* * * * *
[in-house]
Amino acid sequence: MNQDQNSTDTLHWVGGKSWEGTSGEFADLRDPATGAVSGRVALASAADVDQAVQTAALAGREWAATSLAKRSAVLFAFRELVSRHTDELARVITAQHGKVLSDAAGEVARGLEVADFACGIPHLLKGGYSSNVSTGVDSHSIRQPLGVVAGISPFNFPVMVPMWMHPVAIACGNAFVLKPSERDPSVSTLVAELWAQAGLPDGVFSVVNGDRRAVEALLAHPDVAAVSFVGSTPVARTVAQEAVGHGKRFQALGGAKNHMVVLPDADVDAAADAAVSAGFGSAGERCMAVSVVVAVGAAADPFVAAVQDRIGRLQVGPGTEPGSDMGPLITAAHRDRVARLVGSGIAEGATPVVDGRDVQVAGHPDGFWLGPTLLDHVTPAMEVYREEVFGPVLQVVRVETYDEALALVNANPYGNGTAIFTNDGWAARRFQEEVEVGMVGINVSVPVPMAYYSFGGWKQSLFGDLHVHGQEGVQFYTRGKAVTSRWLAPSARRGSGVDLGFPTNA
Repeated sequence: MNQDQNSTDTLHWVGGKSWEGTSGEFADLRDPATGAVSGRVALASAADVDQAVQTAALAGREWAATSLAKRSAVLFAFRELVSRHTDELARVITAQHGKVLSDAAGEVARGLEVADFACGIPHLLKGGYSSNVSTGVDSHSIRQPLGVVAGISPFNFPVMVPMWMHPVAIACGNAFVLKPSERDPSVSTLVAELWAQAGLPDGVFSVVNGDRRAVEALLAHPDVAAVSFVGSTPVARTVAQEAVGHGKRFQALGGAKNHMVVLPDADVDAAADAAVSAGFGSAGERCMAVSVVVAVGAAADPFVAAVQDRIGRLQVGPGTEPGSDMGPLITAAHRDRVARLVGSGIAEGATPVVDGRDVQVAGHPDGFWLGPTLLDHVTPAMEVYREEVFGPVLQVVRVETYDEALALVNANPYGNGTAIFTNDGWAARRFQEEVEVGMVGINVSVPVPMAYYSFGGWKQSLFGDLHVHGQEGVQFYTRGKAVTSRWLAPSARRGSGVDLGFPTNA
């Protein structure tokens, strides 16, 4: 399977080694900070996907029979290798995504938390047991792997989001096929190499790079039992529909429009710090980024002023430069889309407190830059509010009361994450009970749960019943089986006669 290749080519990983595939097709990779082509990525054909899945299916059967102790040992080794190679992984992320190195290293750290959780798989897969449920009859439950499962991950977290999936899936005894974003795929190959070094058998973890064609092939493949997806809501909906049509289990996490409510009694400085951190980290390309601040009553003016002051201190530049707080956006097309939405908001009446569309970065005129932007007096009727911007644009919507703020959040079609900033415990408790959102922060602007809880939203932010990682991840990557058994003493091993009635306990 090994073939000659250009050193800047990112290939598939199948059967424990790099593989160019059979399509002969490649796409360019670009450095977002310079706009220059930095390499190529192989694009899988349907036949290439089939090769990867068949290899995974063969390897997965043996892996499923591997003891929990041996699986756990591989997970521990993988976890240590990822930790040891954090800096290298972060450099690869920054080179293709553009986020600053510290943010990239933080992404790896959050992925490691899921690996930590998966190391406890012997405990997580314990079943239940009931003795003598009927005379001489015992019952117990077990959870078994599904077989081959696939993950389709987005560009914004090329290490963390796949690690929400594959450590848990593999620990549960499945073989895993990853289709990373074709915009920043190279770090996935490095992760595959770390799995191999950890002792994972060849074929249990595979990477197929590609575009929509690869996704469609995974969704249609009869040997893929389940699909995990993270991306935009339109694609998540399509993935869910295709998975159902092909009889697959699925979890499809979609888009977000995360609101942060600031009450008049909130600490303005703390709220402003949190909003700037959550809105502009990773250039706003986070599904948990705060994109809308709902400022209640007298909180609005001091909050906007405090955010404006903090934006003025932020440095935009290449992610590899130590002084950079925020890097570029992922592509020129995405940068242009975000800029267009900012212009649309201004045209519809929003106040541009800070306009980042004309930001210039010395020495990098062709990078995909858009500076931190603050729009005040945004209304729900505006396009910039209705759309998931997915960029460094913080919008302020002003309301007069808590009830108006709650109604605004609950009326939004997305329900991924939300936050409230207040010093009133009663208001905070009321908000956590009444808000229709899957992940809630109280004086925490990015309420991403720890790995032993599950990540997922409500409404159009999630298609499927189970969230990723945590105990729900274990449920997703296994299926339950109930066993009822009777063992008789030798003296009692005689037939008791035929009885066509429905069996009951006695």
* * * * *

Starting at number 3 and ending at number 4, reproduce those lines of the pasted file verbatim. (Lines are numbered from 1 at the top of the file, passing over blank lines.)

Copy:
Repeated sequence: MNQDQNSTDTLHWVGGKSWEGTSGEFADLRDPATGAVSGRVALASAADVDQAVQTAALAGREWAATSLAKRSAVLFAFRELVSRHTDELARVITAQHGKVLSDAAGEVARGLEVADFACGIPHLLKGGYSSNVSTGVDSHSIRQPLGVVAGISPFNFPVMVPMWMHPVAIACGNAFVLKPSERDPSVSTLVAELWAQAGLPDGVFSVVNGDRRAVEALLAHPDVAAVSFVGSTPVARTVAQEAVGHGKRFQALGGAKNHMVVLPDADVDAAADAAVSAGFGSAGERCMAVSVVVAVGAAADPFVAAVQDRIGRLQVGPGTEPGSDMGPLITAAHRDRVARLVGSGIAEGATPVVDGRDVQVAGHPDGFWLGPTLLDHVTPAMEVYREEVFGPVLQVVRVETYDEALALVNANPYGNGTAIFTNDGWAARRFQEEVEVGMVGINVSVPVPMAYYSFGGWKQSLFGDLHVHGQEGVQFYTRGKAVTSRWLAPSARRGSGVDLGFPTNA
């Protein structure tokens, strides 16, 4: 399977080694900070996907029979290798995504938390047991792997989001096929190499790079039992529909429009710090980024002023430069889309407190830059509010009361994450009970749960019943089986006669 290749080519990983595939097709990779082509990525054909899945299916059967102790040992080794190679992984992320190195290293750290959780798989897969449920009859439950499962991950977290999936899936005894974003795929190959070094058998973890064609092939493949997806809501909906049509289990996490409510009694400085951190980290390309601040009553003016002051201190530049707080956006097309939405908001009446569309970065005129932007007096009727911007644009919507703020959040079609900033415990408790959102922060602007809880939203932010990682991840990557058994003493091993009635306990 090994073939000659250009050193800047990112290939598939199948059967424990790099593989160019059979399509002969490649796409360019670009450095977002310079706009220059930095390499190529192989694009899988349907036949290439089939090769990867068949290899995974063969390897997965043996892996499923591997003891929990041996699986756990591989997970521990993988976890240590990822930790040891954090800096290298972060450099690869920054080179293709553009986020600053510290943010990239933080992404790896959050992925490691899921690996930590998966190391406890012997405990997580314990079943239940009931003795003598009927005379001489015992019952117990077990959870078994599904077989081959696939993950389709987005560009914004090329290490963390796949690690929400594959450590848990593999620990549960499945073989895993990853289709990373074709915009920043190279770090996935490095992760595959770390799995191999950890002792994972060849074929249990595979990477197929590609575009929509690869996704469609995974969704249609009869040997893929389940699909995990993270991306935009339109694609998540399509993935869910295709998975159902092909009889697959699925979890499809979609888009977000995360609101942060600031009450008049909130600490303005703390709220402003949190909003700037959550809105502009990773250039706003986070599904948990705060994109809308709902400022209640007298909180609005001091909050906007405090955010404006903090934006003025932020440095935009290449992610590899130590002084950079925020890097570029992922592509020129995405940068242009975000800029267009900012212009649309201004045209519809929003106040541009800070306009980042004309930001210039010395020495990098062709990078995909858009500076931190603050729009005040945004209304729900505006396009910039209705759309998931997915960029460094913080919008302020002003309301007069808590009830108006709650109604605004609950009326939004997305329900991924939300936050409230207040010093009133009663208001905070009321908000956590009444808000229709899957992940809630109280004086925490990015309420991403720890790995032993599950990540997922409500409404159009999630298609499927189970969230990723945590105990729900274990449920997703296994299926339950109930066993009822009777063992008789030798003296009692005689037939008791035929009885066509429905069996009951006695």